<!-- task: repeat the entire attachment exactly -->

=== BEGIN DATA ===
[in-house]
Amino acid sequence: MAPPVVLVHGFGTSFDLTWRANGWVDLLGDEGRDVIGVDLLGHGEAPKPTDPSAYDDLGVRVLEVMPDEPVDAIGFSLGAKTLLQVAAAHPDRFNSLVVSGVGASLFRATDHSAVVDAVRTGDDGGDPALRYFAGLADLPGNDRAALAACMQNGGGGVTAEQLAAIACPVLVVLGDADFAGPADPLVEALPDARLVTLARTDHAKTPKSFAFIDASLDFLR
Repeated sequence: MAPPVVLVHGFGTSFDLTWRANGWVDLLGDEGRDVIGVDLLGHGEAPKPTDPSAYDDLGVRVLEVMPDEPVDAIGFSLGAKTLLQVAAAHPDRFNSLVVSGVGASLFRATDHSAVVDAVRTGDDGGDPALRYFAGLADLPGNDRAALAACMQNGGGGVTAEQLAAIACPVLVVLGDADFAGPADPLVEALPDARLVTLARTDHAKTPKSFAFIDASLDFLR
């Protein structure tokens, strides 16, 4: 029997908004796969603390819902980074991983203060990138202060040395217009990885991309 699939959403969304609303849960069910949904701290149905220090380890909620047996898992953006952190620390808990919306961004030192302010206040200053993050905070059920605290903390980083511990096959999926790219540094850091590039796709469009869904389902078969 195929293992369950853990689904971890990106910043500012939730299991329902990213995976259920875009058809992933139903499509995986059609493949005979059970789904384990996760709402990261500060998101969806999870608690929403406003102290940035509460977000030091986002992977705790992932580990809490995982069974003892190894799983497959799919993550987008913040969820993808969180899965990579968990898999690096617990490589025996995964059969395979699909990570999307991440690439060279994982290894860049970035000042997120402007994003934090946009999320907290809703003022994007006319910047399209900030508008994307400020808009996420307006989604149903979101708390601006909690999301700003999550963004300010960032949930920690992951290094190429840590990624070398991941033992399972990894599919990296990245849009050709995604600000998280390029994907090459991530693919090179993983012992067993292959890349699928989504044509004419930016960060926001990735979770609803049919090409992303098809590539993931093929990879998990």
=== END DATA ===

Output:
[in-house]
Amino acid sequence: MAPPVVLVHGFGTSFDLTWRANGWVDLLGDEGRDVIGVDLLGHGEAPKPTDPSAYDDLGVRVLEVMPDEPVDAIGFSLGAKTLLQVAAAHPDRFNSLVVSGVGASLFRATDHSAVVDAVRTGDDGGDPALRYFAGLADLPGNDRAALAACMQNGGGGVTAEQLAAIACPVLVVLGDADFAGPADPLVEALPDARLVTLARTDHAKTPKSFAFIDASLDFLR
Repeated sequence: MAPPVVLVHGFGTSFDLTWRANGWVDLLGDEGRDVIGVDLLGHGEAPKPTDPSAYDDLGVRVLEVMPDEPVDAIGFSLGAKTLLQVAAAHPDRFNSLVVSGVGASLFRATDHSAVVDAVRTGDDGGDPALRYFAGLADLPGNDRAALAACMQNGGGGVTAEQLAAIACPVLVVLGDADFAGPADPLVEALPDARLVTLARTDHAKTPKSFAFIDASLDFLR
């Protein structure tokens, strides 16, 4: 029997908004796969603390819902980074991983203060990138202060040395217009990885991309 699939959403969304609303849960069910949904701290149905220090380890909620047996898992953006952190620390808990919306961004030192302010206040200053993050905070059920605290903390980083511990096959999926790219540094850091590039796709469009869904389902078969 195929293992369950853990689904971890990106910043500012939730299991329902990213995976259920875009058809992933139903499509995986059609493949005979059970789904384990996760709402990261500060998101969806999870608690929403406003102290940035509460977000030091986002992977705790992932580990809490995982069974003892190894799983497959799919993550987008913040969820993808969180899965990579968990898999690096617990490589025996995964059969395979699909990570999307991440690439060279994982290894860049970035000042997120402007994003934090946009999320907290809703003022994007006319910047399209900030508008994307400020808009996420307006989604149903979101708390601006909690999301700003999550963004300010960032949930920690992951290094190429840590990624070398991941033992399972990894599919990296990245849009050709995604600000998280390029994907090459991530693919090179993983012992067993292959890349699928989504044509004419930016960060926001990735979770609803049919090409992303098809590539993931093929990879998990």